Inslee signs bill to help unemployed workers, struggling businesses
A bill that increases the minimum weekly benefit for unemployed workers during the ongoing coronavirus pandemic and prevents a dramatic increase in unemployment taxes paid by businesses was signed into law Monday by Washington Gov. Jay Inslee.
“We know that this pandemic has caused sweeping economic hardship for workers and businesses,” Inslee said. “This bill is a big step forward to softening those impacts.”
The measure will prevent $1.7 billion in automatic unemployment insurance tax increases from taking effect through 2025, including $920 million this year due to last year’s pandemic-induced layoffs.
The bill also boosts the minimum weekly unemployment benefit for workers who make between $21,000 and $27,800 per year, from $201 to $270 per week, starting in July.
It also allows high-risk workers who cannot work from home to voluntarily quit and still receive benefits, and will waive charges for an employer who reduces operations or shuts down due to an infectious public health emergency.
The House passed the measure on a 89-8 bipartisan vote last month, days after the Senate approved it. The measure is the first bill signed into law by Inslee this legislative session and has an emergency clause, which means it takes effect immediately.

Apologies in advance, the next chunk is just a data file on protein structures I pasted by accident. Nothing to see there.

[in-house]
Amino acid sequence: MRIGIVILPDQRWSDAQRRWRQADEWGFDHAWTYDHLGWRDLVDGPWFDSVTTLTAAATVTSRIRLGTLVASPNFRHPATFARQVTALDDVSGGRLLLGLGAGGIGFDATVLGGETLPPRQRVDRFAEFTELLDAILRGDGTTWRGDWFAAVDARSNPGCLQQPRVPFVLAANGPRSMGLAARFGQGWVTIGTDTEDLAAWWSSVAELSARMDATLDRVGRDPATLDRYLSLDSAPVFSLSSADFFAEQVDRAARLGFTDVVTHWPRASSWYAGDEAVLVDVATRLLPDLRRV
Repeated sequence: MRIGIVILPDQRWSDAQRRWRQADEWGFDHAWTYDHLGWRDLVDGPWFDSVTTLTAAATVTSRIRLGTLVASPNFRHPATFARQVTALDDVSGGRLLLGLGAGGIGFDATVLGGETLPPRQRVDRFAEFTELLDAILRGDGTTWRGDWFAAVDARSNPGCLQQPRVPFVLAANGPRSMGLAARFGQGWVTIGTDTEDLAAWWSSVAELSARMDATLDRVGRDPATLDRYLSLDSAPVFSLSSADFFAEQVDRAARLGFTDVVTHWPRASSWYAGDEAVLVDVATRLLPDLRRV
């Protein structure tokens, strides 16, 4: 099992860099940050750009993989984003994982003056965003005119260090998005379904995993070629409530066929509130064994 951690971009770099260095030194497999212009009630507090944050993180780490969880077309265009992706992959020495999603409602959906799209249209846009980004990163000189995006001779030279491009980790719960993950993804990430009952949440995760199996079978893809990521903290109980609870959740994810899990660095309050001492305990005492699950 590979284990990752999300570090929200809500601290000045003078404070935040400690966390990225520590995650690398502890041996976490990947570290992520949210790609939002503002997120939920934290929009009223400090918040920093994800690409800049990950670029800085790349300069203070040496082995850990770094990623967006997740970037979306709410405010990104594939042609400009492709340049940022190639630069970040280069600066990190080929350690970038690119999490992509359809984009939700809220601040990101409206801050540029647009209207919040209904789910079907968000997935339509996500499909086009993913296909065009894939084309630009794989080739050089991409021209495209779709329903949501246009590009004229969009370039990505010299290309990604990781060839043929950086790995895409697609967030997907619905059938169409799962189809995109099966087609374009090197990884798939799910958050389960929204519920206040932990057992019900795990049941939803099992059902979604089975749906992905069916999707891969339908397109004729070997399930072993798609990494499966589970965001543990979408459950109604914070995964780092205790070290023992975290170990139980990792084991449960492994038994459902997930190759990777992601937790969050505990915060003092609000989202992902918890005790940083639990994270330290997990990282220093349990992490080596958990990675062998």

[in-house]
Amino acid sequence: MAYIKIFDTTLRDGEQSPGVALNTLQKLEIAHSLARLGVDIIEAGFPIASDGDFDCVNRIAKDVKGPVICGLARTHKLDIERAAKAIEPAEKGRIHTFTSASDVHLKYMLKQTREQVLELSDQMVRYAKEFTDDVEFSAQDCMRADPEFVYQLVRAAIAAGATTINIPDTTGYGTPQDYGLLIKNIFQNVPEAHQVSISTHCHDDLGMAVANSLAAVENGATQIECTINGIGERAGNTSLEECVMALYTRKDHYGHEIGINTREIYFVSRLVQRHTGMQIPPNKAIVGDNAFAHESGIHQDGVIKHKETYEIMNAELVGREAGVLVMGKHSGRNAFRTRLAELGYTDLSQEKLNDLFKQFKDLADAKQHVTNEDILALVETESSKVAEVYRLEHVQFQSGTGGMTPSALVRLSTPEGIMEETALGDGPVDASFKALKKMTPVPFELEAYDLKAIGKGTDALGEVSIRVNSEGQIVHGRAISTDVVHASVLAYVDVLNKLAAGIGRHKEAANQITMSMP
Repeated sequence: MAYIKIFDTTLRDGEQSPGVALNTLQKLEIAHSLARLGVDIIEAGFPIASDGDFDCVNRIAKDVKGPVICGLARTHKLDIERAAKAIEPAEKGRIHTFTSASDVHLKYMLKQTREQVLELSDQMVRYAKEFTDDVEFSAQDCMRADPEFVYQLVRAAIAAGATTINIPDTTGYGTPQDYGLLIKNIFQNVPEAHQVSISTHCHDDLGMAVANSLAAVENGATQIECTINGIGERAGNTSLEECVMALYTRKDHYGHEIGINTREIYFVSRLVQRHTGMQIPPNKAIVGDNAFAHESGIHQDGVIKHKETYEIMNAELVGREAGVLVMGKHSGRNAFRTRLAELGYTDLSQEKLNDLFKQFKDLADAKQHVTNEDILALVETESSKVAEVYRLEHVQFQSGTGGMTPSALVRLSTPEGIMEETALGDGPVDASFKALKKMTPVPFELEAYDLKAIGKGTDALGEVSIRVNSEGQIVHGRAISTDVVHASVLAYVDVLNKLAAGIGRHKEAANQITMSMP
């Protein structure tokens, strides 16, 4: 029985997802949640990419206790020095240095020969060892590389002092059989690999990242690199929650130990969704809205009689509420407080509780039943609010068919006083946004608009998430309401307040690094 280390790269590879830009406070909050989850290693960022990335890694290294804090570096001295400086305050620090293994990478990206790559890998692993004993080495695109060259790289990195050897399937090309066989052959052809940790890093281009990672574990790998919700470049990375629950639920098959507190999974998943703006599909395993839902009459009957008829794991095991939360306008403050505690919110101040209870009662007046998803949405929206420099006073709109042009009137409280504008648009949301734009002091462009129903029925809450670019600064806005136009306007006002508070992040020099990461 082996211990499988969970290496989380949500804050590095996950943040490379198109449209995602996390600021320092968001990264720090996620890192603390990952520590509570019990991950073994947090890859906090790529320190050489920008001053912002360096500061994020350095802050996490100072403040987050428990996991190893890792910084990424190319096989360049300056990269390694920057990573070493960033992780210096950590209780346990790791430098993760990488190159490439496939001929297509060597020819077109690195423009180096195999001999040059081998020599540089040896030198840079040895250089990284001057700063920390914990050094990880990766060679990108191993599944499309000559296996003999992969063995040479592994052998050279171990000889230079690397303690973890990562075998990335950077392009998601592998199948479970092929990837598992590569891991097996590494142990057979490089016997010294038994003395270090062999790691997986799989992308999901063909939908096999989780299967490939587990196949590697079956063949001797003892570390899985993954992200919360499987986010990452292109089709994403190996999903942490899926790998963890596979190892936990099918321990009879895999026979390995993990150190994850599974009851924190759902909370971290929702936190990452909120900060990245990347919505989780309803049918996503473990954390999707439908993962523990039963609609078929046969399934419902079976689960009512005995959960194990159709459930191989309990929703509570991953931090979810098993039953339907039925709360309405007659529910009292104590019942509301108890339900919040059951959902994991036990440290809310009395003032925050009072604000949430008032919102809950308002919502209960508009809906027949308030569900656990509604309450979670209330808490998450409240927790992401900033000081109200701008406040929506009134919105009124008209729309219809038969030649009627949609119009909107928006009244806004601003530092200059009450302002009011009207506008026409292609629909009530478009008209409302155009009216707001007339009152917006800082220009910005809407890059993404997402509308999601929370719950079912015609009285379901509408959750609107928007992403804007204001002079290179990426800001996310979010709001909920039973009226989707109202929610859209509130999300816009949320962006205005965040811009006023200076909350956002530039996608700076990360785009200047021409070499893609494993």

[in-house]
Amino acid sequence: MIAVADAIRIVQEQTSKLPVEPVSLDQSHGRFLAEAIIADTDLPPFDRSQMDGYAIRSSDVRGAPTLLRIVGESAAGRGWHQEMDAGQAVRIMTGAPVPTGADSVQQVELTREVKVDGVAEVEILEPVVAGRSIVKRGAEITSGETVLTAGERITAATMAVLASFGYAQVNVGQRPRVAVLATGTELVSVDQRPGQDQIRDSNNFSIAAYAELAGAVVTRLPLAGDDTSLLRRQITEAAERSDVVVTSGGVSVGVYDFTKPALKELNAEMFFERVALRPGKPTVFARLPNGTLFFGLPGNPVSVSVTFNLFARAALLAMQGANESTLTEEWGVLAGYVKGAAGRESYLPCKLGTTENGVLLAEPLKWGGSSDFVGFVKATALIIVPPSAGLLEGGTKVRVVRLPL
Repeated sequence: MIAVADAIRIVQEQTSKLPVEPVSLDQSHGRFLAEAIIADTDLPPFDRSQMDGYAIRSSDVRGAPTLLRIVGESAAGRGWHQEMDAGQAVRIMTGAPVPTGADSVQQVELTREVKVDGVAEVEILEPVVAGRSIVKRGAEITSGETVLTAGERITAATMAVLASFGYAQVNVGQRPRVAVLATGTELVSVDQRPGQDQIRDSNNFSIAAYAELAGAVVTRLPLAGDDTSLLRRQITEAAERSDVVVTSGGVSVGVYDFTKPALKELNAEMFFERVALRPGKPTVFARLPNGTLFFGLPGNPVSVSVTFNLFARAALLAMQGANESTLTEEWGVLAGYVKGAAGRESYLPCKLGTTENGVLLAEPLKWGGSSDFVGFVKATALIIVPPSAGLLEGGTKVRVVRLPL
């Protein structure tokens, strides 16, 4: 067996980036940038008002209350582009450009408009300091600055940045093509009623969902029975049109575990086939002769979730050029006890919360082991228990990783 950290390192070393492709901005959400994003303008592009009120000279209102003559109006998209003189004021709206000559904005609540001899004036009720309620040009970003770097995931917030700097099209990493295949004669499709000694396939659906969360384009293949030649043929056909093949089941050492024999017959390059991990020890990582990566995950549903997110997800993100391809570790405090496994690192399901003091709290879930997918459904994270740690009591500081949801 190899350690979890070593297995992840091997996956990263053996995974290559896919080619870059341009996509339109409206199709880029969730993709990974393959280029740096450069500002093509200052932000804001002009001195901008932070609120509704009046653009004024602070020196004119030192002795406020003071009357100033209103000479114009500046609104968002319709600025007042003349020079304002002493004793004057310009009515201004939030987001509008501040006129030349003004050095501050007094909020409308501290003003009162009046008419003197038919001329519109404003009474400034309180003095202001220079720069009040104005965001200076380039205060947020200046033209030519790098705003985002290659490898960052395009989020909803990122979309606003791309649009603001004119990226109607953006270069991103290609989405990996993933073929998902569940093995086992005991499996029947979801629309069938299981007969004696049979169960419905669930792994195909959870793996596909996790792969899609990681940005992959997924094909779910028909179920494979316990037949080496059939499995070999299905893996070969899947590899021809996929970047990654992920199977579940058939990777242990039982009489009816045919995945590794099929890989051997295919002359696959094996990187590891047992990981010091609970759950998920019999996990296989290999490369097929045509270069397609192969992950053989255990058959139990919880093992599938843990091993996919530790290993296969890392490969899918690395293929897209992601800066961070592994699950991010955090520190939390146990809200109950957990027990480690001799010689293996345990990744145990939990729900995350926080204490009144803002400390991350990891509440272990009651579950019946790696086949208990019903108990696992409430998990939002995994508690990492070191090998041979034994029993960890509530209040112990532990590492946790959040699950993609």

“It isn’t just numbers we’re talking about; it’s real people, tens of thousands of real people who are unemployed and thousands of business owners who were facing really high increases in their unemployment insurance premium taxes,” said Democratic Sen. Karen Keiser, the bill’s sponsor.
Republican Sen. Curtis King, said that while there is more work lawmakers must do, the bill will help businesses “that have been struggling so mightily just to keep their doors open.”
The bill is among COVID-19 relief measures the Legislature is fast-tracking during the 105-day legislative session. On Wednesday, the Senate is expected to vote on a bill passed by the House last week that allocates $2.2 billion in federal relief funding. Under that measure, more than $668 million goes to K-12 schools using a funding formula tied to how many low-income families are in a district. An additional $618 million goes into a COVID-19 Public Health Response Account, for efforts such as testing and contact tracing.